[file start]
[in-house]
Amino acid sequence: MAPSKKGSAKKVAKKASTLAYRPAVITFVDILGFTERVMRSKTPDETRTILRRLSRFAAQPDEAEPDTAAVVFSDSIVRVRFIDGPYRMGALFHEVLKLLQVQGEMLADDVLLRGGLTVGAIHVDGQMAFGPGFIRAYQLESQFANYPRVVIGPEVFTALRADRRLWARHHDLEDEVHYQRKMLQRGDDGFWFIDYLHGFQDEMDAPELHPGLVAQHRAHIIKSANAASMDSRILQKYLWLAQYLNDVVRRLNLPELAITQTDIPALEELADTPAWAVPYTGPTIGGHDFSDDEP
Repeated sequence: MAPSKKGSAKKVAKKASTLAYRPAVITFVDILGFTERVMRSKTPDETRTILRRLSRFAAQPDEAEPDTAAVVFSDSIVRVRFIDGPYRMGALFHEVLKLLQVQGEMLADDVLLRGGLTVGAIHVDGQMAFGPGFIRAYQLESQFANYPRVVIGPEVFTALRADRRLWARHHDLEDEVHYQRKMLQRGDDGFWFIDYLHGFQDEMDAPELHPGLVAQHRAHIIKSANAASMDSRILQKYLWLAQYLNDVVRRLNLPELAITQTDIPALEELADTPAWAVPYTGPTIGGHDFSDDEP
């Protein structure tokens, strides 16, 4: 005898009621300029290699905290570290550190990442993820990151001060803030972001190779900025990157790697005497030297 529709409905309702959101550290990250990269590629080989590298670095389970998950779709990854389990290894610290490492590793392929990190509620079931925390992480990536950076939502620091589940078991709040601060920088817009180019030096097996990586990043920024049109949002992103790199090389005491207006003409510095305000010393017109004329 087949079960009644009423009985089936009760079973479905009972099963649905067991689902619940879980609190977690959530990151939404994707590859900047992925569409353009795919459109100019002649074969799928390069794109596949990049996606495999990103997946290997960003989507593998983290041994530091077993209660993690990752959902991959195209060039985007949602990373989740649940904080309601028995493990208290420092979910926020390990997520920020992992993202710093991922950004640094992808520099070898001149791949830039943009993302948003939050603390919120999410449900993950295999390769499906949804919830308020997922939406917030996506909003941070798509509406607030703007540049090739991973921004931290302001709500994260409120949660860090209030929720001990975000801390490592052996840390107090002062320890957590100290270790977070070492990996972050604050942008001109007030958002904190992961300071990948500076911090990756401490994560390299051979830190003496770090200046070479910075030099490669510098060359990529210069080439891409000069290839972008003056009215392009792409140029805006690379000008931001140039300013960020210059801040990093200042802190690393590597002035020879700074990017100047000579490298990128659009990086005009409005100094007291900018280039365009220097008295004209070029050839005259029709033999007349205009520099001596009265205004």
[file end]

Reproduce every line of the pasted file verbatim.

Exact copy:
[in-house]
Amino acid sequence: MAPSKKGSAKKVAKKASTLAYRPAVITFVDILGFTERVMRSKTPDETRTILRRLSRFAAQPDEAEPDTAAVVFSDSIVRVRFIDGPYRMGALFHEVLKLLQVQGEMLADDVLLRGGLTVGAIHVDGQMAFGPGFIRAYQLESQFANYPRVVIGPEVFTALRADRRLWARHHDLEDEVHYQRKMLQRGDDGFWFIDYLHGFQDEMDAPELHPGLVAQHRAHIIKSANAASMDSRILQKYLWLAQYLNDVVRRLNLPELAITQTDIPALEELADTPAWAVPYTGPTIGGHDFSDDEP
Repeated sequence: MAPSKKGSAKKVAKKASTLAYRPAVITFVDILGFTERVMRSKTPDETRTILRRLSRFAAQPDEAEPDTAAVVFSDSIVRVRFIDGPYRMGALFHEVLKLLQVQGEMLADDVLLRGGLTVGAIHVDGQMAFGPGFIRAYQLESQFANYPRVVIGPEVFTALRADRRLWARHHDLEDEVHYQRKMLQRGDDGFWFIDYLHGFQDEMDAPELHPGLVAQHRAHIIKSANAASMDSRILQKYLWLAQYLNDVVRRLNLPELAITQTDIPALEELADTPAWAVPYTGPTIGGHDFSDDEP
């Protein structure tokens, strides 16, 4: 005898009621300029290699905290570290550190990442993820990151001060803030972001190779900025990157790697005497030297 529709409905309702959101550290990250990269590629080989590298670095389970998950779709990854389990290894610290490492590793392929990190509620079931925390992480990536950076939502620091589940078991709040601060920088817009180019030096097996990586990043920024049109949002992103790199090389005491207006003409510095305000010393017109004329 087949079960009644009423009985089936009760079973479905009972099963649905067991689902619940879980609190977690959530990151939404994707590859900047992925569409353009795919459109100019002649074969799928390069794109596949990049996606495999990103997946290997960003989507593998983290041994530091077993209660993690990752959902991959195209060039985007949602990373989740649940904080309601028995493990208290420092979910926020390990997520920020992992993202710093991922950004640094992808520099070898001149791949830039943009993302948003939050603390919120999410449900993950295999390769499906949804919830308020997922939406917030996506909003941070798509509406607030703007540049090739991973921004931290302001709500994260409120949660860090209030929720001990975000801390490592052996840390107090002062320890957590100290270790977070070492990996972050604050942008001109007030958002904190992961300071990948500076911090990756401490994560390299051979830190003496770090200046070479910075030099490669510098060359990529210069080439891409000069290839972008003056009215392009792409140029805006690379000008931001140039300013960020210059801040990093200042802190690393590597002035020879700074990017100047000579490298990128659009990086005009409005100094007291900018280039365009220097008295004209070029050839005259029709033999007349205009520099001596009265205004």